Kirby speaks, part three

Here’s what Smart had to say about the transition at offensive coordinator:

This will be James Coley’s first season as offensive coordinator and playcaller after Jim Chaney left in the offseason for Tennessee. Smart said he didn’t want to see Chaney leave, but was also intent on keeping Coley, not to mention offensive line coach Sam Pittman.

“People were coming after (Coley) left and right,” Smart said. “I love Jim. He did a good job and led that side of the ball. I was very comfortable with that, but he felt like this was his chance to get paid at a really high level. I ran the risk of paying him at that level and possibly losing two other coaches. The key is you’ve gotta figure out who you’re going to pay and where your value is in recruiting.”  [Emphasis added.]

If you want to get paid major bucks on this staff, you’d best be a hit on the recruiting trail.  At Georgia, the Jimmies and Joes are worth more than the Xs and Os.

17 Comments

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17 responses to “Kirby speaks, part three

  1. Cojones

    We wouldn’t want it any other way.

    Liked by 1 person

  2. dawgfan1995

    It’s not reading between the lines to say that Cheney might still be employed at Georgia if he recruited better, is it?

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    • Greg

      got to feed the beast…it even looks as though the DL recruiting has been better (last season). Will be interesting to see how they perform. Donnan is all high on them, we’ll see….IZ cautiously optimistic.

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  3. I still contend that Dan Rubenstein’s description on the Solid Verbal of him as “Jim Chaney, Offensive Consultant” is the most apt description ever.

    He shows up for a couple of years and isn’t really gonna blow you away with noticeable innovation, but he quietly produces pretty solid offensive results and improvement before moving on to his next gig.

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  4. Bulldog Joe

    I was impressed with Coley’s leadership when Chaney and Johnson went AWOL before Tae Crowder’s play at the end of the first half of the Rose Bowl. Without it, Georgia likely loses that game.

    It’s just one example, but I believe Coach Coley has what it takes to be successful at Georgia.

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  5. This one does peek behind the curtain a little.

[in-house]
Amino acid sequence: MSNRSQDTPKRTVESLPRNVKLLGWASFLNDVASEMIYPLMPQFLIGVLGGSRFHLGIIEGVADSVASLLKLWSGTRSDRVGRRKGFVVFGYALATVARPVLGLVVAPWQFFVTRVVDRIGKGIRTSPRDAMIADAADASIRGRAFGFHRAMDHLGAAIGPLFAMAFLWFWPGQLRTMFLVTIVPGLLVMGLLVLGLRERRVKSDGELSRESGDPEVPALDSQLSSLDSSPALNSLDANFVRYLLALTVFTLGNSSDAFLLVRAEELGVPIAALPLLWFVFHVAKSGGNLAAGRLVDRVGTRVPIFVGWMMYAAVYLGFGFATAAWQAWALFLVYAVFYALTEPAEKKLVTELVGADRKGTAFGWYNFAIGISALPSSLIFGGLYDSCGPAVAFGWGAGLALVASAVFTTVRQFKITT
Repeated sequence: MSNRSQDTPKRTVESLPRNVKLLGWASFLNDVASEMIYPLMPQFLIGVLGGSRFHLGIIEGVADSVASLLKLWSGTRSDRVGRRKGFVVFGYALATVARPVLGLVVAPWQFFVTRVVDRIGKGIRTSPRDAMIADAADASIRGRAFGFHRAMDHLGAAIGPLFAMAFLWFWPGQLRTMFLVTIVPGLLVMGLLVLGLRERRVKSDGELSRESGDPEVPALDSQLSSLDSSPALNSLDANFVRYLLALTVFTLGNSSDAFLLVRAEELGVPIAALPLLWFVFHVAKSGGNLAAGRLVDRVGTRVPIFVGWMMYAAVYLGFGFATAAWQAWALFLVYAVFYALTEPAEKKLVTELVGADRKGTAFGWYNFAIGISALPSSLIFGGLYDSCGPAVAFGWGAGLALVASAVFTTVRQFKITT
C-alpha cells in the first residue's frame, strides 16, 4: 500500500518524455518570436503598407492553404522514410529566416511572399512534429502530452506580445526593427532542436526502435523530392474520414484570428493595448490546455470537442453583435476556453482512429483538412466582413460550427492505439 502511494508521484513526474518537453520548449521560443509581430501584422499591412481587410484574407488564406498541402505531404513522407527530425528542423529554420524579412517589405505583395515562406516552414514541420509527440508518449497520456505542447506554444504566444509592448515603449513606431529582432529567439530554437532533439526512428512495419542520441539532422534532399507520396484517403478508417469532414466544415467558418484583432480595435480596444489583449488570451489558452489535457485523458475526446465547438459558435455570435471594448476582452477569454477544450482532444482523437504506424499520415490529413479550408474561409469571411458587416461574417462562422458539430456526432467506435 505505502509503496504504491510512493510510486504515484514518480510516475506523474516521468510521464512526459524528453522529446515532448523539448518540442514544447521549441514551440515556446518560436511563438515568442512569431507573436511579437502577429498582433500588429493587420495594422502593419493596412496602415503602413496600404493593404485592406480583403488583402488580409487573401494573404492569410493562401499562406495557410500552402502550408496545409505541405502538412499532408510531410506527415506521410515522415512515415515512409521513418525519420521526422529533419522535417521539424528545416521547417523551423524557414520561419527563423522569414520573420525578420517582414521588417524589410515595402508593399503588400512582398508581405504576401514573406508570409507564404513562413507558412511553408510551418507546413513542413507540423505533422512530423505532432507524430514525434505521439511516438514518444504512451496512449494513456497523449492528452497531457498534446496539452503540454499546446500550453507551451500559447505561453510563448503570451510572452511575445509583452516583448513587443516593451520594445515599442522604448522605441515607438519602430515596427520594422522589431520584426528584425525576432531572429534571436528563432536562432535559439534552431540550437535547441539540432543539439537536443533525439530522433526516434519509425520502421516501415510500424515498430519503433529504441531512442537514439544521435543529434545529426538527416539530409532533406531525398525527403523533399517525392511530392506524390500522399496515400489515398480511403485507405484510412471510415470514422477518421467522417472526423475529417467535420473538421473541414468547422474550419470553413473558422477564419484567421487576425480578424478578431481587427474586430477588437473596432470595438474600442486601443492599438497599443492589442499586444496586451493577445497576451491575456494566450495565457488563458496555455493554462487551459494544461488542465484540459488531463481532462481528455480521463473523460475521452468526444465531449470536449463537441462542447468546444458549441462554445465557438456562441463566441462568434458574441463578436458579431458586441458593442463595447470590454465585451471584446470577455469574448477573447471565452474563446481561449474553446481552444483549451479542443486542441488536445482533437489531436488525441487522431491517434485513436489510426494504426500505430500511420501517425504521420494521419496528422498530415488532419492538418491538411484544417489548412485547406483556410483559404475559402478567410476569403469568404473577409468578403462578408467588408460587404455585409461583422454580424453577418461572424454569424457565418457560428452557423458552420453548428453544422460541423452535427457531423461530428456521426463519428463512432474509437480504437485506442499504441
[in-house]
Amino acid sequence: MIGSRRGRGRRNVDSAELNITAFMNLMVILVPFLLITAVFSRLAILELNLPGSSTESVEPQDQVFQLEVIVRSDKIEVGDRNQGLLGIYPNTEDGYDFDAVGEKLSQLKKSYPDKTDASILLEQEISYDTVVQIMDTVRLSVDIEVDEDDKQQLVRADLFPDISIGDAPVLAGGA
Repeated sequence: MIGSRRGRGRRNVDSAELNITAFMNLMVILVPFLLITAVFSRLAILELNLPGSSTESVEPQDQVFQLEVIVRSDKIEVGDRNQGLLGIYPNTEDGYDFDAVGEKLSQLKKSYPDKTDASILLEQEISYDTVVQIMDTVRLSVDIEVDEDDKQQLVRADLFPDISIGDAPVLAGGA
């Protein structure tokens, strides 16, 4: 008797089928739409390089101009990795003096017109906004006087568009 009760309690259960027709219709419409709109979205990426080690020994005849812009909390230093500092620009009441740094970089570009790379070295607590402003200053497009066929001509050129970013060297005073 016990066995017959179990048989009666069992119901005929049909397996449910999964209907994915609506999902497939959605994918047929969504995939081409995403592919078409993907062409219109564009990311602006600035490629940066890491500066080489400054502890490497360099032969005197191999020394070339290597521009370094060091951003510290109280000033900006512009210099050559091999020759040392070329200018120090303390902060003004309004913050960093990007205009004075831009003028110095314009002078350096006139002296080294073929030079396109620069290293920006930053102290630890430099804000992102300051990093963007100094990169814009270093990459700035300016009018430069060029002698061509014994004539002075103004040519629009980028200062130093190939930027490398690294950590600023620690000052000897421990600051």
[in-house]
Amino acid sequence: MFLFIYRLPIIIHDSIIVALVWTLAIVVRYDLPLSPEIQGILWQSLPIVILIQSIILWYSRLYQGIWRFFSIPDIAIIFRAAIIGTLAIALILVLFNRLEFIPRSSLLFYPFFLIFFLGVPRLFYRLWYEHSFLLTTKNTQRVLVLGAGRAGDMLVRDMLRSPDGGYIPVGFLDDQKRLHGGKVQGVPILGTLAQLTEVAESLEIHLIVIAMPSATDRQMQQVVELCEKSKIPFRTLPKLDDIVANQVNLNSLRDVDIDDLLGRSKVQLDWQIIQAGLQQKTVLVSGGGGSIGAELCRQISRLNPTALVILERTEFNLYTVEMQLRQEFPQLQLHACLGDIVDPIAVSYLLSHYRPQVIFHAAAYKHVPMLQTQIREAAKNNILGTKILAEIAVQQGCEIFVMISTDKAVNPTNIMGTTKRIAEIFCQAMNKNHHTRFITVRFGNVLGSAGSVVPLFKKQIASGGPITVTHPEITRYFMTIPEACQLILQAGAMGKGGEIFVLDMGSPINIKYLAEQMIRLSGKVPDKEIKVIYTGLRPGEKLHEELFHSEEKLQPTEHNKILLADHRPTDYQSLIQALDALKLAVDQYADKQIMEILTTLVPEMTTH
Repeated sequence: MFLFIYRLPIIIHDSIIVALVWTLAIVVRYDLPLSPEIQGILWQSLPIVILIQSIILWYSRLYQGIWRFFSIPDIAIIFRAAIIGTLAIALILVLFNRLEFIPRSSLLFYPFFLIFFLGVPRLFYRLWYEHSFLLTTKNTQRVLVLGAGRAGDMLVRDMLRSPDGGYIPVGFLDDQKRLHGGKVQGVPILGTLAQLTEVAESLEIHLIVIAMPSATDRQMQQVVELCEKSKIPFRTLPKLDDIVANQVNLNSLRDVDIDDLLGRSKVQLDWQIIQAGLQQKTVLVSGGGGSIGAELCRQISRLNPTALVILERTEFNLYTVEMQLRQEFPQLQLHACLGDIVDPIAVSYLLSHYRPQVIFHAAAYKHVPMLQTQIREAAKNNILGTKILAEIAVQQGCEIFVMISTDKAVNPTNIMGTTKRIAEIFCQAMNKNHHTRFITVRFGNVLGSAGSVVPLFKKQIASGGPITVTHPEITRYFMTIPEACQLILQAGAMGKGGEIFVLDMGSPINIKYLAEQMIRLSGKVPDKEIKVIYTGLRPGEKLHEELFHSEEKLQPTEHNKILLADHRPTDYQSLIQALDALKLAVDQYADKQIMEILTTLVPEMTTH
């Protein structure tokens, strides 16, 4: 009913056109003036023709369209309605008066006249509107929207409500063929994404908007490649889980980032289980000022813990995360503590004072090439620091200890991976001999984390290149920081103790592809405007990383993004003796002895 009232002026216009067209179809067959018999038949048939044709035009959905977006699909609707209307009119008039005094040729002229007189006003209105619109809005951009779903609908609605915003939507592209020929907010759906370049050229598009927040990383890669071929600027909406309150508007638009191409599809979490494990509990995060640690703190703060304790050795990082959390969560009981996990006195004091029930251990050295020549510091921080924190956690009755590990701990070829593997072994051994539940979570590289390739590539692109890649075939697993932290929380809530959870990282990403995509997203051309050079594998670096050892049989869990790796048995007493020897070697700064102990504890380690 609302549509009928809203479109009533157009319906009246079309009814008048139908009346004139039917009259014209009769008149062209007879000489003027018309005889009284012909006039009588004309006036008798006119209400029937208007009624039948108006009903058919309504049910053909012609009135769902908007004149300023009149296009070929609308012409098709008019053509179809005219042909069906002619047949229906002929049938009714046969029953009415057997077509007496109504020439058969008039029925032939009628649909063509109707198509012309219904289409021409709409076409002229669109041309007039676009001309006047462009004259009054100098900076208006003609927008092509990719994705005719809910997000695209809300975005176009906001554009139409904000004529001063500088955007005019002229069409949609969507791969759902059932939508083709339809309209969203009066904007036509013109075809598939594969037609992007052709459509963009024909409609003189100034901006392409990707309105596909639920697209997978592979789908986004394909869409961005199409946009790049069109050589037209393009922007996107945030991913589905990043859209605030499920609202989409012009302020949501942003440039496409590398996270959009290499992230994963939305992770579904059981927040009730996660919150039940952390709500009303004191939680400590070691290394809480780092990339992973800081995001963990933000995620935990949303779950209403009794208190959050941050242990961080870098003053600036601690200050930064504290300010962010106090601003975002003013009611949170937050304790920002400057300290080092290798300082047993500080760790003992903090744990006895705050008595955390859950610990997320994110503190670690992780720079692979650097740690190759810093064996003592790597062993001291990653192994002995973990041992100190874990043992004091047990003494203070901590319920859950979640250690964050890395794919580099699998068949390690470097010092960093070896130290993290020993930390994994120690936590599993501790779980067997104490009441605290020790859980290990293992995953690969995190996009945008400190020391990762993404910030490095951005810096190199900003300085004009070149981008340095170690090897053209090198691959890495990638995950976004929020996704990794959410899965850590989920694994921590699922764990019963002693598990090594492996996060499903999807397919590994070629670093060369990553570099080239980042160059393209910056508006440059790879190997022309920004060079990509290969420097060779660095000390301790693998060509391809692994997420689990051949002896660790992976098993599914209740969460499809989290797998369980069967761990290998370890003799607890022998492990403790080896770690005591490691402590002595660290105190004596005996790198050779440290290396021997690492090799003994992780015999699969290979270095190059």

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  6. Argondawg

    So Coley would have moved on and who else? Dell?

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    • dawgtired

      “I ran the risk of paying him at that level and possibly losing two other coaches.”

      Interesting. I wonder how we are supposed to read this comment? The hint may be we could have lost Coley and Pittman if Smart paid Chaney at the level needed to keep him. “Smart said he didn’t want to see Chaney leave, but was also intent on keeping Coley, not to mention offensive line coach Sam Pittman.”
      Does that mean there wasn’t enough $ (allowed) to go around for all desired raises, or was there conflict in position? In any case, hanging onto the coaches that bring in the talent is my preference. I doubt if the difference in schemes between each of them vary enough to matter.

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      • stoopnagle

        I think it’s as simple as who got raises at the end of the year beyond the standard throwing more money at them for doing their jobs: Pittman and Coley, right?

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  7. MGW

    I guess there are plenty of people who can coach, but not a lot can close on elite talent.

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  8. Jack Klompus

    “My coordinators are doing things right and I know they’re in control, whereas before my antenna was up all the time,” Smart said.

    Found this to be quite interesting too.

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    • California dawg

      Me as well, especially considering how green his coordinators are this season (well, when it comes to coaching in the SEC that is).

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